In 1926, after a new pastor had come to Woodward Avenue, the two congregations were able to complete the merger, with the Woodward Avenue pastor gave way to the more prominent Jones. In addition, members of a smaller, and more conservative congregation, the Plum Street Christian Church joined with the larger congregation. Later members of the Grand River Christian Church, after a split in that congregation, joined with Central Woodward.

The merged congregations then began the project of building a new building on the site of the Woodward Avenue Christian Church, with the new congregation taking the name Central Woodward Christian Church. In a speech given in 1975 on the fiftieth anniversary of the announced merger, Jones's son, Willis R. Jones, noted that the two congregations brought different strengths. Central Christian Church, which lay on Second Avenue, had among its members a number of civic and industrial leaders, along with the financial support of the Philip Gray family, while the Woodward Avenue congregation, besides having a prime location, had a large contingent of younger members, including youth. Detroit, by then the fifth largest city in America, now had a significant Disciples of Christ presence.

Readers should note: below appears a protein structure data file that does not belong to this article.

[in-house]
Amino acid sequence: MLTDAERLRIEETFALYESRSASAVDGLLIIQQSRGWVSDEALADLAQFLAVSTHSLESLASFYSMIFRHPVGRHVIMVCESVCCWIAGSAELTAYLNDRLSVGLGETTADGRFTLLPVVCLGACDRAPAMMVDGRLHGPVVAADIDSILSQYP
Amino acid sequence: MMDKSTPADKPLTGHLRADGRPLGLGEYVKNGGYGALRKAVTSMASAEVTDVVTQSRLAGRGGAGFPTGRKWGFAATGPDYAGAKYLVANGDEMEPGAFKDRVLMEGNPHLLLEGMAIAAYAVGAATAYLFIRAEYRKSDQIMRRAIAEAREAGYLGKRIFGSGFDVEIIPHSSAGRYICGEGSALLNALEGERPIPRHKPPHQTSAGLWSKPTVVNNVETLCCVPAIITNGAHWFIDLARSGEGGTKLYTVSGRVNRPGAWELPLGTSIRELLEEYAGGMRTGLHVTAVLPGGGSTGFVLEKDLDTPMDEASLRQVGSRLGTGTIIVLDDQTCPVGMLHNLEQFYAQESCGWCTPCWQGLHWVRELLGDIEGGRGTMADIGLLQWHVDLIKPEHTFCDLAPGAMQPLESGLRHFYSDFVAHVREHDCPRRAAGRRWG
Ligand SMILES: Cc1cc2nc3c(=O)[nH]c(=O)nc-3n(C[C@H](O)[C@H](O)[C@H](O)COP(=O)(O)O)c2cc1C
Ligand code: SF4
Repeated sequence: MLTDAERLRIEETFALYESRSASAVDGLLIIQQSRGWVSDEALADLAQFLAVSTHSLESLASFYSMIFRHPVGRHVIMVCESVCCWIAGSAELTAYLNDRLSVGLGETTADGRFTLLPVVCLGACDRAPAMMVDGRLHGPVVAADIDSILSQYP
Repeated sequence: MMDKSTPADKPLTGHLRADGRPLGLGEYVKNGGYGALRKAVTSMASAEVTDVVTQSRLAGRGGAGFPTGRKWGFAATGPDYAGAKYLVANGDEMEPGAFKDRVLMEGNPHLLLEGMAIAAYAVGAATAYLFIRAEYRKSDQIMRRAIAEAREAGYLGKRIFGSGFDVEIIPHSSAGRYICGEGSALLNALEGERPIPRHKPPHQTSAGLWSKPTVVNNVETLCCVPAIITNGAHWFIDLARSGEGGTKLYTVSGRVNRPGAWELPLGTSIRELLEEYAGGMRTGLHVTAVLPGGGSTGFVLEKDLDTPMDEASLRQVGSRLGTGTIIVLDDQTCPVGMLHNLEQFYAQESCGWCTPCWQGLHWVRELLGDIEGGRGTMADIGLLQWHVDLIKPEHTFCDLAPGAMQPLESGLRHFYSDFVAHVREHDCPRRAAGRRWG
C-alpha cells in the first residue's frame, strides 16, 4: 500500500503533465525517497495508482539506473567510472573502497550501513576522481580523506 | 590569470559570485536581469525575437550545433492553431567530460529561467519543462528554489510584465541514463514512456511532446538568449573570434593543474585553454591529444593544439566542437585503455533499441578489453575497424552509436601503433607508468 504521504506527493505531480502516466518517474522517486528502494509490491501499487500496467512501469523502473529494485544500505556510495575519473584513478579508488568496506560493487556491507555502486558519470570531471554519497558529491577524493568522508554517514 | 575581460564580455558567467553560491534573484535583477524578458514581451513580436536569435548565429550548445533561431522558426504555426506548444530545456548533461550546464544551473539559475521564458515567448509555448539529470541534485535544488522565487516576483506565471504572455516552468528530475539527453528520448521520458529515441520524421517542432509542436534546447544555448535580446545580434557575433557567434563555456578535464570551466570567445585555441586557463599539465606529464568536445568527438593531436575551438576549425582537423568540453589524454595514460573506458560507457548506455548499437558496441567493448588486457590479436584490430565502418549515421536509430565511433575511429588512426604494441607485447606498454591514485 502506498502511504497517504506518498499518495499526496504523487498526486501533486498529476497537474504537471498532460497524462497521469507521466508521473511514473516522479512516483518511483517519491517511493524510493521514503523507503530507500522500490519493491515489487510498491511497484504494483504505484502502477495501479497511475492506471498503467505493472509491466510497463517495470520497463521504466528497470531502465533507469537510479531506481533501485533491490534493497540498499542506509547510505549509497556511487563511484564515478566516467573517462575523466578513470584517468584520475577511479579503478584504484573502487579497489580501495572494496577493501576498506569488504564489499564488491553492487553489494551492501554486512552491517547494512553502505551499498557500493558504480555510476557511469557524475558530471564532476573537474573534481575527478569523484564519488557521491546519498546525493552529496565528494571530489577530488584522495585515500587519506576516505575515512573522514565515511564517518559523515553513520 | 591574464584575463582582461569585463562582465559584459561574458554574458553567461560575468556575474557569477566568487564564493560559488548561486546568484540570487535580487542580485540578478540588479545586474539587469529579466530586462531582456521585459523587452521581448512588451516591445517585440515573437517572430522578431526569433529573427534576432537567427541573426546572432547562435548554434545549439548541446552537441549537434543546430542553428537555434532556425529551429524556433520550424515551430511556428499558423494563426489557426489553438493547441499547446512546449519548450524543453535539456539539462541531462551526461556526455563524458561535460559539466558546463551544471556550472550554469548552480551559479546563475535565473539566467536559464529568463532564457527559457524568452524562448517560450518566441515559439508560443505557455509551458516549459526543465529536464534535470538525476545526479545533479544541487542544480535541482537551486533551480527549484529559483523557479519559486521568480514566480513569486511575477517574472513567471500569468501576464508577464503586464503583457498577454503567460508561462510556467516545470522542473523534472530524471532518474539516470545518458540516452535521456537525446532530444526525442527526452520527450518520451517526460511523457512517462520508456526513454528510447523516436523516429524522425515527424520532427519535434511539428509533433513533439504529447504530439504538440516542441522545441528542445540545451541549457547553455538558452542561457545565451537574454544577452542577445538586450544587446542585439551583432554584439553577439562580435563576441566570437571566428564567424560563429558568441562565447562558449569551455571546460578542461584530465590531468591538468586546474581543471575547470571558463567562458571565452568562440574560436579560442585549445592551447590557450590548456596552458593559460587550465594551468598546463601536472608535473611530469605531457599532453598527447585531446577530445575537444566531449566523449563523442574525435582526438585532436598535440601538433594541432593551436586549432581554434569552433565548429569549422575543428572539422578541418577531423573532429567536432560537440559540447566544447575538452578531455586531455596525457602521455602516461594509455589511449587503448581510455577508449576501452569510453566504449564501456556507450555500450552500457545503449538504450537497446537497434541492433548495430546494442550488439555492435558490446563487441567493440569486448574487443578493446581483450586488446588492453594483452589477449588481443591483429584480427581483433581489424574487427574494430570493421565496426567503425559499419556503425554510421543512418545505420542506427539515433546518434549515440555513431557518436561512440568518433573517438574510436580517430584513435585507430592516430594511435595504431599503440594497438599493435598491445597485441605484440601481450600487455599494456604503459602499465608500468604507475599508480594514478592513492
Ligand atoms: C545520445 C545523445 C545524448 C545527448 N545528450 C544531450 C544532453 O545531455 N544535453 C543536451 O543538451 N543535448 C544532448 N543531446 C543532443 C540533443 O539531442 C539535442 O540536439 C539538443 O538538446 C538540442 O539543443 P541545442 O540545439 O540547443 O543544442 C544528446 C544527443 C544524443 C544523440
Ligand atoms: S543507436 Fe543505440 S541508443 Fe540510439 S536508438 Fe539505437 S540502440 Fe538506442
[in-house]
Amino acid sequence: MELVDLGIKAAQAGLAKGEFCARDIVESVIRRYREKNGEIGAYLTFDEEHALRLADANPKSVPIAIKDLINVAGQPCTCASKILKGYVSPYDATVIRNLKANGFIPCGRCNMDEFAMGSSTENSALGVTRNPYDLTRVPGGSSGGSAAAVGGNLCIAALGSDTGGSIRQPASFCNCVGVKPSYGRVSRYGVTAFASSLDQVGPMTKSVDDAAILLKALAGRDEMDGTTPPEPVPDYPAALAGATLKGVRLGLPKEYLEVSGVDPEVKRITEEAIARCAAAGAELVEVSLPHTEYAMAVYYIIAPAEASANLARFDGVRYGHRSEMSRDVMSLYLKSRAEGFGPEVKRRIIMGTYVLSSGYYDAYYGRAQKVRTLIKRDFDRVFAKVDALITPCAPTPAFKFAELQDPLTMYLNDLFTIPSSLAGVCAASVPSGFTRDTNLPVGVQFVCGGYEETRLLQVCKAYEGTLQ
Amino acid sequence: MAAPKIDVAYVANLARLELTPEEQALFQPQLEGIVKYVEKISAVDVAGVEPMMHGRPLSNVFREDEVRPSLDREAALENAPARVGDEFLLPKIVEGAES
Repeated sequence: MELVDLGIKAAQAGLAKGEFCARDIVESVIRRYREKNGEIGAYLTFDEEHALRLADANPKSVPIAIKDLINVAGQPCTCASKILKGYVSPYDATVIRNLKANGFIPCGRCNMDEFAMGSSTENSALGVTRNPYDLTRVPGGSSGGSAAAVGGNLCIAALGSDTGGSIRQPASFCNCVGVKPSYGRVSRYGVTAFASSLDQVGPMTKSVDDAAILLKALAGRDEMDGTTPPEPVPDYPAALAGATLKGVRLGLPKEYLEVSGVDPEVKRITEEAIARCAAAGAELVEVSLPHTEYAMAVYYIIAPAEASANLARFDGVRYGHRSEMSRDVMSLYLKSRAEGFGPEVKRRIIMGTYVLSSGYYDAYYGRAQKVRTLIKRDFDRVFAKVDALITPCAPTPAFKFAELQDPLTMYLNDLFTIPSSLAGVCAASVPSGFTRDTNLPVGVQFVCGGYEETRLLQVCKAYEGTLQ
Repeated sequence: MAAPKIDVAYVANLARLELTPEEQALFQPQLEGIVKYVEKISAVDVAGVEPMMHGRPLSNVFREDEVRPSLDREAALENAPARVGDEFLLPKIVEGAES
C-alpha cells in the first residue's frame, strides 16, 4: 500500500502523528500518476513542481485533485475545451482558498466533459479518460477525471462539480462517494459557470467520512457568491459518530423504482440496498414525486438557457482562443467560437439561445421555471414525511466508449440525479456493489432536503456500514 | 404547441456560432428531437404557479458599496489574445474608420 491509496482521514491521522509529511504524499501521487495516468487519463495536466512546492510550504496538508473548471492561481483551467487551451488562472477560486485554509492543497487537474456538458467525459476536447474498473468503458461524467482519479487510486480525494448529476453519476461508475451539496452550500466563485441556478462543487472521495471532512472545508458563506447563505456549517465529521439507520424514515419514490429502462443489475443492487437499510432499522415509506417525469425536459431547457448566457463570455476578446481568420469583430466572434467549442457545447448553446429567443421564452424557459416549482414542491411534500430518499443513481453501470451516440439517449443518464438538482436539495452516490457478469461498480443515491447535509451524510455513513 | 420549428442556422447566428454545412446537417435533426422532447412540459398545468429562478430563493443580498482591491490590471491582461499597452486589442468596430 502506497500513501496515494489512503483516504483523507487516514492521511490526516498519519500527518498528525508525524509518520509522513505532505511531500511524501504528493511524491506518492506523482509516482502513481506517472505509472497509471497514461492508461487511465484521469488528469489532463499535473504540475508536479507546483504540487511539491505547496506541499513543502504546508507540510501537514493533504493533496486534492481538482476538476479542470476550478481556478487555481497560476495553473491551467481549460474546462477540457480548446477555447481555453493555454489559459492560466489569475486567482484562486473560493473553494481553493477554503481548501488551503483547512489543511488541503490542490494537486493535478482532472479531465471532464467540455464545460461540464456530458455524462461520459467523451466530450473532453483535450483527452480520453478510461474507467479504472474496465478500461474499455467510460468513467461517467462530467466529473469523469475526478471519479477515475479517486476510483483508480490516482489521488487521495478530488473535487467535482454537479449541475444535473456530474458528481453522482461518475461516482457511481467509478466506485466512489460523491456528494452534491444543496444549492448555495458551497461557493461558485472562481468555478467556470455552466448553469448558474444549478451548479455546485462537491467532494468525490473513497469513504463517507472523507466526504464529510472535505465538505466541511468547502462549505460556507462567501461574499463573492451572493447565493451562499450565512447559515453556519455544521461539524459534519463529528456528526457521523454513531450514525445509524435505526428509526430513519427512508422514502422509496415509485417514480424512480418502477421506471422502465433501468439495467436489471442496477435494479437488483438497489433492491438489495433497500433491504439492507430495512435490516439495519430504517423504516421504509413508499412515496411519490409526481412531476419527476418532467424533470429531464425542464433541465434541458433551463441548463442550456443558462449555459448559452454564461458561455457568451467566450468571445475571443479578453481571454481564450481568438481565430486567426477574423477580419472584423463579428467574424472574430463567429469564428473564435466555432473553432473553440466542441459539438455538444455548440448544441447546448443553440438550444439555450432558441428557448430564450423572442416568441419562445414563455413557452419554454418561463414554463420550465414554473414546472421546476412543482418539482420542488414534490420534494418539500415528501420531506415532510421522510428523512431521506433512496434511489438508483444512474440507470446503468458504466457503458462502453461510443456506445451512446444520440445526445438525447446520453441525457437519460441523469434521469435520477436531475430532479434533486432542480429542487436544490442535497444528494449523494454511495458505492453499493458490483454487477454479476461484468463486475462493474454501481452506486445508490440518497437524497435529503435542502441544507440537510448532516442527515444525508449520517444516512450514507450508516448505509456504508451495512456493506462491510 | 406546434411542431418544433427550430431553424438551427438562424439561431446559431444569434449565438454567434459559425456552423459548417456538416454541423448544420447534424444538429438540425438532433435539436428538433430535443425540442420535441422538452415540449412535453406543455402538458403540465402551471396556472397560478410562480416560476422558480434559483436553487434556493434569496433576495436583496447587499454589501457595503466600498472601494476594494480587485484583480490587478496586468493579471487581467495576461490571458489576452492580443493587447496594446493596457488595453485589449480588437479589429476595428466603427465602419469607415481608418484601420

Jones remained pastor of this congregation until he retired in 1946. In 1922 he joined the staff of the Detroit News contributing two columns -- "Successful Living" and "Experiences." . As a religious leader, he served as President of the Federal Council of Churches (1936–1938) and the Association for the Promotion of Christian Unity (later the Council on Christian Unity), a Disciples of Christ entity.


A prolific writer, perhaps his most important book was The Royalty of the Pulpit (Harper, 1951). This book is a study of Yale University's "Lyman Beecher Lectures on Preaching" from 1872 until 1950. He served as a correspondent for a time with the Detroit News, and wrote a regular column for the paper entitled "Successful Living."